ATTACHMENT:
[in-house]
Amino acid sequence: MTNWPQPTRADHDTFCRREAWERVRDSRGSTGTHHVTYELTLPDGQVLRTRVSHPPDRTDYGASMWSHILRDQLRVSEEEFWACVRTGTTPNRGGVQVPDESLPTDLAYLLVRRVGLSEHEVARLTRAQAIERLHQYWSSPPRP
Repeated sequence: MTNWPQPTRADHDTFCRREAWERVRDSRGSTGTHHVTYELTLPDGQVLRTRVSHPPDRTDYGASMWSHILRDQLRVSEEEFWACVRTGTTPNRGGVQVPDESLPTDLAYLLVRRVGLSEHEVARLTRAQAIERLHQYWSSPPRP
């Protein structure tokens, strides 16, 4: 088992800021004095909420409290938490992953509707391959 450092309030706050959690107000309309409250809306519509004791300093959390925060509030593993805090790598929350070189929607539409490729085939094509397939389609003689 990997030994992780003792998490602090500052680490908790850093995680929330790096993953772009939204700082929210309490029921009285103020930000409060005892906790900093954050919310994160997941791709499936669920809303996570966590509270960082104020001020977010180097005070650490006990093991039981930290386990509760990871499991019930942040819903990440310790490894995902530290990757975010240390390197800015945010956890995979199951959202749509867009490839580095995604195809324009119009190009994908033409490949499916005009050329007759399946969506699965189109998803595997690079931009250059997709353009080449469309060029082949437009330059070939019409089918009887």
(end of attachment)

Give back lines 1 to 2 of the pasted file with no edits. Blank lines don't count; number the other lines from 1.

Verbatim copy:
[in-house]
Amino acid sequence: MTNWPQPTRADHDTFCRREAWERVRDSRGSTGTHHVTYELTLPDGQVLRTRVSHPPDRTDYGASMWSHILRDQLRVSEEEFWACVRTGTTPNRGGVQVPDESLPTDLAYLLVRRVGLSEHEVARLTRAQAIERLHQYWSSPPRP